Sunday, September 30, 2012

Black Money (Ross Macdonald, 1966)

It starts slowly, in a classic style. Archer is hired by jealous high society youngster to dig up some dirt on mysterious Frenchman aristocrat to whose charms and influence his former fiance had succumbed. But of course things are not simple and sinister past soon starts to catch up with the present in the idyllic southern California. Skeletons crawl out of the closets and all the usual ingredients will come to life: fucked up families, sexual repressions, greed, Las Vegas gangsters (btw Black Money is a term for money laundry/tax evasion in casinos), messed-up academics types and so on.

Story soon gets pretty convoluted (as it's supposed to) with some cool twists but at the same time it is really easy to follow. And there's just enough of the action that intriguing mystery is perfectly balanced with thriller. Ending is cool, filled with emotions and some moral dilemmas. Far from a simple matter of whodunit.

Characters are never simple black/white, good/bad and they are described to perfection, especially introductions are hilarious. I really liked the old man and our villain/main suspect but star here is undoubtedly our favorite P.I. This was his 13th appearance and by now his persona is shaped and polished to the perfection. He's tough, smart, witty, cynical and not too sentimental. Just tired of all the dirt he'd dug out: "It was moral hardship for me to walk away from an unclosed case. … I think in my nighttime loneliness I’d fathered imaginary son, a poor fat foolish son who ate his sorrow instead of drinking it."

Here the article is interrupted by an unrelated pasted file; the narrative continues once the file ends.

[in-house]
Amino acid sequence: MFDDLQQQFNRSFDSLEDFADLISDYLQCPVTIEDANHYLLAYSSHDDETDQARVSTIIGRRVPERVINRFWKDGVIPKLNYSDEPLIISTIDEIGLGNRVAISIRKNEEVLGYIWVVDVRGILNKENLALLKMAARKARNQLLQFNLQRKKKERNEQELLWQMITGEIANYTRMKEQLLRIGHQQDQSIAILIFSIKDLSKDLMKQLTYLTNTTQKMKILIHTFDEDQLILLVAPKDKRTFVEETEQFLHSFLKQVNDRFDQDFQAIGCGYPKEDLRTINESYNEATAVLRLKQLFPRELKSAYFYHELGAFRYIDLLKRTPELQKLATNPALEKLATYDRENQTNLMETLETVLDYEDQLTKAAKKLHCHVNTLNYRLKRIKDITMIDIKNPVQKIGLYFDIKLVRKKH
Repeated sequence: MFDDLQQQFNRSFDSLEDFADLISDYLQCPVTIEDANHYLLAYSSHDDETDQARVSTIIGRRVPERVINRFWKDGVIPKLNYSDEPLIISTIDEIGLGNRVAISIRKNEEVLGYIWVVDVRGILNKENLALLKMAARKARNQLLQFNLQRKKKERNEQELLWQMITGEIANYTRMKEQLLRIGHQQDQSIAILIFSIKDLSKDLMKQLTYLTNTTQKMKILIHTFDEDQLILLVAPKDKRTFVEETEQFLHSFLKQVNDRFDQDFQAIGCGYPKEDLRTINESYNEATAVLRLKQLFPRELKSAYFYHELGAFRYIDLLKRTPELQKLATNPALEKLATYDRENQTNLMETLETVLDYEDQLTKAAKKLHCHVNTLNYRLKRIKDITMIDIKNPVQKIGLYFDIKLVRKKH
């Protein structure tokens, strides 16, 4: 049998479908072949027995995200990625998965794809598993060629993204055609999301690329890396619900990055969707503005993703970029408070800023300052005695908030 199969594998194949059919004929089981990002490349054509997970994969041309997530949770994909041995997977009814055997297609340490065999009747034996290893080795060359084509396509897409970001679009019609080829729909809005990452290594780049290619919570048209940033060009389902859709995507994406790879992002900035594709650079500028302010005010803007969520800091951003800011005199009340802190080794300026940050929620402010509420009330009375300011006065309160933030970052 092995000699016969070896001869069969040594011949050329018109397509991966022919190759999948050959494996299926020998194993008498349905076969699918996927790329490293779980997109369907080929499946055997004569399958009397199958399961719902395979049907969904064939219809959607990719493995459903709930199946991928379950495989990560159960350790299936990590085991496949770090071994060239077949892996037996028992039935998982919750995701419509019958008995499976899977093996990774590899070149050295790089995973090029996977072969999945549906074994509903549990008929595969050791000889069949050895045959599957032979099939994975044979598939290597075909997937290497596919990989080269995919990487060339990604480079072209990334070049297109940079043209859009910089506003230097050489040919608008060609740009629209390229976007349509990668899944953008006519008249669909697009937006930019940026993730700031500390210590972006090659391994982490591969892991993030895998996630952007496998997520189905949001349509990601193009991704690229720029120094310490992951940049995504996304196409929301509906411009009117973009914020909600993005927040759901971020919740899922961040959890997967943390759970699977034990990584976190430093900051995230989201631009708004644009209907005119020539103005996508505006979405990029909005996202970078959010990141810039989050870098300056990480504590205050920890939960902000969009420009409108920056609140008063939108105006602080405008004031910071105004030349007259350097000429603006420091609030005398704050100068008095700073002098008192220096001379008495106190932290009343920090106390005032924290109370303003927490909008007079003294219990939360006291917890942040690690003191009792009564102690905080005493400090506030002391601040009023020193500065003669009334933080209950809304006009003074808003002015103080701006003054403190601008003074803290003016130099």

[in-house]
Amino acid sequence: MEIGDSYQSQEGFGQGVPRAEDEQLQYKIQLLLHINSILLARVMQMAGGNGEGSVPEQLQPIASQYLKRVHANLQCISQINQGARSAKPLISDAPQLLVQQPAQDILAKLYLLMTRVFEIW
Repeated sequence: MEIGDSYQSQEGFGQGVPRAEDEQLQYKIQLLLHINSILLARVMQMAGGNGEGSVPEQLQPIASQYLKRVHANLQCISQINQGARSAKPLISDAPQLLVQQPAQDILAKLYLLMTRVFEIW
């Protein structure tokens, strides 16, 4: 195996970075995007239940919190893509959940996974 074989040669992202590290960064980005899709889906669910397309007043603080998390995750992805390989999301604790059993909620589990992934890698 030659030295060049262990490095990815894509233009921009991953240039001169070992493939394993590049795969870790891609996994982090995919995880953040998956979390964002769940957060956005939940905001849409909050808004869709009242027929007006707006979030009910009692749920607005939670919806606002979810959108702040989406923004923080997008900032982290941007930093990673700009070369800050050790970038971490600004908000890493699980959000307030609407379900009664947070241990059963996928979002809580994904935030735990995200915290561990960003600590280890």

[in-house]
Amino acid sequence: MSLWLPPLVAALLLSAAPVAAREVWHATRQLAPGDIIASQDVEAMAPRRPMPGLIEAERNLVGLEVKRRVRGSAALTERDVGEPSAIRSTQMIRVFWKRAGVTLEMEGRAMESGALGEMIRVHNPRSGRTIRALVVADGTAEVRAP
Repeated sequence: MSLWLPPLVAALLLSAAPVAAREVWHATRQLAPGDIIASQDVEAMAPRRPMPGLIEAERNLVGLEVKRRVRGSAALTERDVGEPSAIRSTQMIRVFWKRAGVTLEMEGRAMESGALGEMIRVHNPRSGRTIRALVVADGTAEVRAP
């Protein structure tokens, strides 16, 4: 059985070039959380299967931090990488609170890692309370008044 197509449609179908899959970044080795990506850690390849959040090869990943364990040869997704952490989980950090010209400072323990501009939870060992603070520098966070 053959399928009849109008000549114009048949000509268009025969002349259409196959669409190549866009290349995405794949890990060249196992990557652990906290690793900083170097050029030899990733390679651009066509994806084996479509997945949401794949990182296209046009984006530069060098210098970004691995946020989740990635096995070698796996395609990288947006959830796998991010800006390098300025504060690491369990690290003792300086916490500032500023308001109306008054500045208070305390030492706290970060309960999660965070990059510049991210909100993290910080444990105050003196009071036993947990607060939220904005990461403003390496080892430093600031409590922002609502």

It's a total masterpiece. Not so much for the complex and clever plotting but mostly for its execution. So elegant, natural and effortless. Stuff like this separates crime novels from simple mystery pulps and masters from mediocre authors. Simply flawless and mandatory re-reading!



Lew Archer, P.I.

Montevista, Southern California where "Almost anything can happen here. Almost everything has.It's partly the champagne climate and partly, to be frank, the presence of inordinate amount of money."

Body count: 3

Virginia Fablon; she's the reason for the whole thing to start although she's not playing major role once she's introduced.

Nice, although maybe a bit too arty for my taste.Got nothing really to do with the plot.

None, he's too cool and capable to get knocked out.

Cool lines
I could easily quote half of the novel, these are just a few of really cool ones:

I caught the housekeeper glaring at the highball and the bottle as if they represented everything she hated. She had violent black eyes, and she looked like a good hater.

She didn’t believe me. She looked like a woman who had stopped believing almost everything except the numbers on bills, the price tags on clothes and people.

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